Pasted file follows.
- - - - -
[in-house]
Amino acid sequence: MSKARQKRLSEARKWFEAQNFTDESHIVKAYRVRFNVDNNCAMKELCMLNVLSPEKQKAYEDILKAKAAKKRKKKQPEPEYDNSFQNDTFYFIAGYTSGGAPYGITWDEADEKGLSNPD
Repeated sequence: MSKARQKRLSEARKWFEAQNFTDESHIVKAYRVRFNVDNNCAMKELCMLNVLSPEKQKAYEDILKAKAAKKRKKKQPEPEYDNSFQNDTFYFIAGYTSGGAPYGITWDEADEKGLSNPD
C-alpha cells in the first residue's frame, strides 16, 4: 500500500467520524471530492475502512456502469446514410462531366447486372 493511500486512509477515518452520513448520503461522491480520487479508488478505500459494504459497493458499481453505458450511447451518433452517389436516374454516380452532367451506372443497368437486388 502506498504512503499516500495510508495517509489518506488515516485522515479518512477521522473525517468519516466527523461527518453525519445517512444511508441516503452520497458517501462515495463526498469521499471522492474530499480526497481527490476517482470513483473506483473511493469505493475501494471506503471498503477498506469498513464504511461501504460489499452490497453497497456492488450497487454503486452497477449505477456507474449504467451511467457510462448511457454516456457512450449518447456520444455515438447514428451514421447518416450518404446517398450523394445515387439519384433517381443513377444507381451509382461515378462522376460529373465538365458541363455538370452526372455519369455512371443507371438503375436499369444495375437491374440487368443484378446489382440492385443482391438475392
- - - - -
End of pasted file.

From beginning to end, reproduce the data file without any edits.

[in-house]
Amino acid sequence: MSKARQKRLSEARKWFEAQNFTDESHIVKAYRVRFNVDNNCAMKELCMLNVLSPEKQKAYEDILKAKAAKKRKKKQPEPEYDNSFQNDTFYFIAGYTSGGAPYGITWDEADEKGLSNPD
Repeated sequence: MSKARQKRLSEARKWFEAQNFTDESHIVKAYRVRFNVDNNCAMKELCMLNVLSPEKQKAYEDILKAKAAKKRKKKQPEPEYDNSFQNDTFYFIAGYTSGGAPYGITWDEADEKGLSNPD
C-alpha cells in the first residue's frame, strides 16, 4: 500500500467520524471530492475502512456502469446514410462531366447486372 493511500486512509477515518452520513448520503461522491480520487479508488478505500459494504459497493458499481453505458450511447451518433452517389436516374454516380452532367451506372443497368437486388 502506498504512503499516500495510508495517509489518506488515516485522515479518512477521522473525517468519516466527523461527518453525519445517512444511508441516503452520497458517501462515495463526498469521499471522492474530499480526497481527490476517482470513483473506483473511493469505493475501494471506503471498503477498506469498513464504511461501504460489499452490497453497497456492488450497487454503486452497477449505477456507474449504467451511467457510462448511457454516456457512450449518447456520444455515438447514428451514421447518416450518404446517398450523394445515387439519384433517381443513377444507381451509382461515378462522376460529373465538365458541363455538370452526372455519369455512371443507371438503375436499369444495375437491374440487368443484378446489382440492385443482391438475392